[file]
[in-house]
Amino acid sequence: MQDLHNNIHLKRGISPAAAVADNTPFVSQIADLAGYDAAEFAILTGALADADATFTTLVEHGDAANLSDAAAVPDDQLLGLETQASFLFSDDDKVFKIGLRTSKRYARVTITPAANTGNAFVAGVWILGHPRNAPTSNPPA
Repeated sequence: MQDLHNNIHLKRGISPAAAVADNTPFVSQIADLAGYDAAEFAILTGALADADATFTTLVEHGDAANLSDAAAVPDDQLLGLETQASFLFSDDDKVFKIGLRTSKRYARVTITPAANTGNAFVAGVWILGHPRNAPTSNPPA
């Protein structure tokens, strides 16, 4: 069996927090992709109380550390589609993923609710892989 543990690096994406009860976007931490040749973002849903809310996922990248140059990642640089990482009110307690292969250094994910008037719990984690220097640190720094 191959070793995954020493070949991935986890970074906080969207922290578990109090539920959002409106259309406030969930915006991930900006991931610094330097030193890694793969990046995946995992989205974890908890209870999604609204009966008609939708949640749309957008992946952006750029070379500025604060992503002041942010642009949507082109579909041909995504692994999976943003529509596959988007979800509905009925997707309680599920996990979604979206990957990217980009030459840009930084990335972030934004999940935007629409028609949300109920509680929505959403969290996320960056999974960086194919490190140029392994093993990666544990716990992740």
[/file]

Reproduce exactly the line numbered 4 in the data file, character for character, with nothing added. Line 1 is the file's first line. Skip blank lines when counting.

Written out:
């Protein structure tokens, strides 16, 4: 069996927090992709109380550390589609993923609710892989 543990690096994406009860976007931490040749973002849903809310996922990248140059990642640089990482009110307690292969250094994910008037719990984690220097640190720094 191959070793995954020493070949991935986890970074906080969207922290578990109090539920959002409106259309406030969930915006991930900006991931610094330097030193890694793969990046995946995992989205974890908890209870999604609204009966008609939708949640749309957008992946952006750029070379500025604060992503002041942010642009949507082109579909041909995504692994999976943003529509596959988007979800509905009925997707309680599920996990979604979206990957990217980009030459840009930084990335972030934004999940935007629409028609949300109920509680929505959403969290996320960056999974960086194919490190140029392994093993990666544990716990992740």